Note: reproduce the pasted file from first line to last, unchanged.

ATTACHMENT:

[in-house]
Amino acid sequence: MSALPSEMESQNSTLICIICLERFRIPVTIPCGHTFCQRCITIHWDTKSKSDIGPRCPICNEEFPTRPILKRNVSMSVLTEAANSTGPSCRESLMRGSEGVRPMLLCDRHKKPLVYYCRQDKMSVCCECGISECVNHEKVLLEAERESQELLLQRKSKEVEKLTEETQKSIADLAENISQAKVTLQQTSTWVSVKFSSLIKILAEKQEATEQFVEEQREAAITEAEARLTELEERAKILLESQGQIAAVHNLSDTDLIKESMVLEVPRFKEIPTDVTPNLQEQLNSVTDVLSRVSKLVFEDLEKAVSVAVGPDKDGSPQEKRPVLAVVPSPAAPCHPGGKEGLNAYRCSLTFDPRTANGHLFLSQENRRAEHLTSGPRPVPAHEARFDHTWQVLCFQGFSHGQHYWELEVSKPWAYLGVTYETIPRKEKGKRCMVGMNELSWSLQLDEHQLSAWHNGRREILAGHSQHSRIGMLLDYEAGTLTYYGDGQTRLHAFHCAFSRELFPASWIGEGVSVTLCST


[in-house]
Amino acid sequence: MSALPSEMESQNSTLICIICLERFRIPVTIPCGHTFCQRCITIHWDTKSKSDIGPRCPICNEEFPTRPILKRNVSMSVLTEAANSTGPSCRESLMRGSEGVRPMLLCDRHKKPLVYYCRQDKMSVCCECGISECVNHEKVLLEAERESQELLLQRKSKEVEKLTEETQKSIADLAENISQAKVTLQQTSTWVSVKFSSLIKILAEKQEATEQFVEEQREAAITEAEARLTELEERAKILLESQGQIAAVHNLSDTDLIKESMVLEVPRFKEIPTDVTPNLQEQLNSVTDVLSRVSKLVFEDLEKAVSVAVGPDKDGSPQEKRPVLAVVPSPAAPCHPGGKEGLNAYRCSLTFDPRTANGHLFLSQENRRAEHLTSGPRPVPAHEARFDHTWQVLCFQGFSHGQHYWELEVSKPWAYLGVTYETIPRKEKGKRCMVGMNELSWSLQLDEHQLSAWHNGRREILAGHSQHSRIGMLLDYEAGTLTYYGDGQTRLHAFHCAFSRELFPASWIGEGVSVTLCST